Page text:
Posted Jul 01, 2011 10:30 am CDT
Some law firms have embraced blogging with a vengeance. Sheppard, Mullin, Richter & Hampton has 25 blogs, for example. It is followed by Hunton & Williams, with 23; and Reed Smith, with 17.
But some of the largest law firms aren’t blogging at all, the National Law Journal reports in a column by Adrian Dayton, author of Social Media for Lawyers: Twitter Edition. They include top 10 firms Kirkland & Ellis, Jones Day, Sidley Austin, and White & Case.
This isn’t to say that lawyers from these firms aren’t blogging on their own: For instance, Kirkland & Ellis associate Greg Skidmore is the founder of Sports Law Blog, and Jones Day associate Charles T. Kotuby posts at Conflict of Laws.net. Dayton asserts the lack of law firm branded blogs is no accident. “The biggest firms have decided to take a more aggressive approach when it comes to ‘controlling the message’ rather than risk individual lawyers saying whatever they want,” he writes. “They have built a fence around their firm. This is the wrong approach.”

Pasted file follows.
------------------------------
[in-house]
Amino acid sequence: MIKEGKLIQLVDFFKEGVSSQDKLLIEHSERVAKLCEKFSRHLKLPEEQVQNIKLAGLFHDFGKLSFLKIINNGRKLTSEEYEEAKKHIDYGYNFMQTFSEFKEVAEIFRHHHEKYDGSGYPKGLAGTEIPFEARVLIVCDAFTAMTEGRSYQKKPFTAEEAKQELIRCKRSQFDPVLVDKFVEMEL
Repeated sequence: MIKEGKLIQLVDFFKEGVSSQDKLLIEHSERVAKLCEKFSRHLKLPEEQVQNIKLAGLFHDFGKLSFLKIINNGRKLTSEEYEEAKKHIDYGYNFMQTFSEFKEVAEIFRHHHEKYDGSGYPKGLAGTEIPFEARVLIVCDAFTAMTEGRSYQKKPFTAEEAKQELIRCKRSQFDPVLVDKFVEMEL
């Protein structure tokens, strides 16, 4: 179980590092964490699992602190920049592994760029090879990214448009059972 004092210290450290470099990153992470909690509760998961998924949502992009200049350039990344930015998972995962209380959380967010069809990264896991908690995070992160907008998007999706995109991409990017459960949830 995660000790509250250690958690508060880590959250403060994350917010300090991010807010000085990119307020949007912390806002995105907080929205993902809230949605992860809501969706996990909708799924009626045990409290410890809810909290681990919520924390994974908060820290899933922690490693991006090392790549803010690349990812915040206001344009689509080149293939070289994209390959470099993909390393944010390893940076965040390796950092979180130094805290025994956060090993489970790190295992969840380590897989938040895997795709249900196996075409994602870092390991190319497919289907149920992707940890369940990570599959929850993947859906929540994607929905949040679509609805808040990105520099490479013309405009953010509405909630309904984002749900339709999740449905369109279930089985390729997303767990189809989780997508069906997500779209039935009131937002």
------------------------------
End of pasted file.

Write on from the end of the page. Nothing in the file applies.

Dayton says clients hire the lawyer, not law firms. As evidence, he offers these statistics: One marketer that studied Web traffic for several law firm websites found that more than 50 percent of the page views were for attorney bios. And more than half of corporate counsel responding to a survey said they will stop and think before hiring a lawyer without a credible online presence in addition to their bio.
“Social media and blogging aren’t about making you famous; they are about making you a little bit famous, in your own sphere,” Dayton writes. “It’s about building an online reputation that benefits the individual lawyer, benefits the industry or practice group and in turn benefits the whole firm.”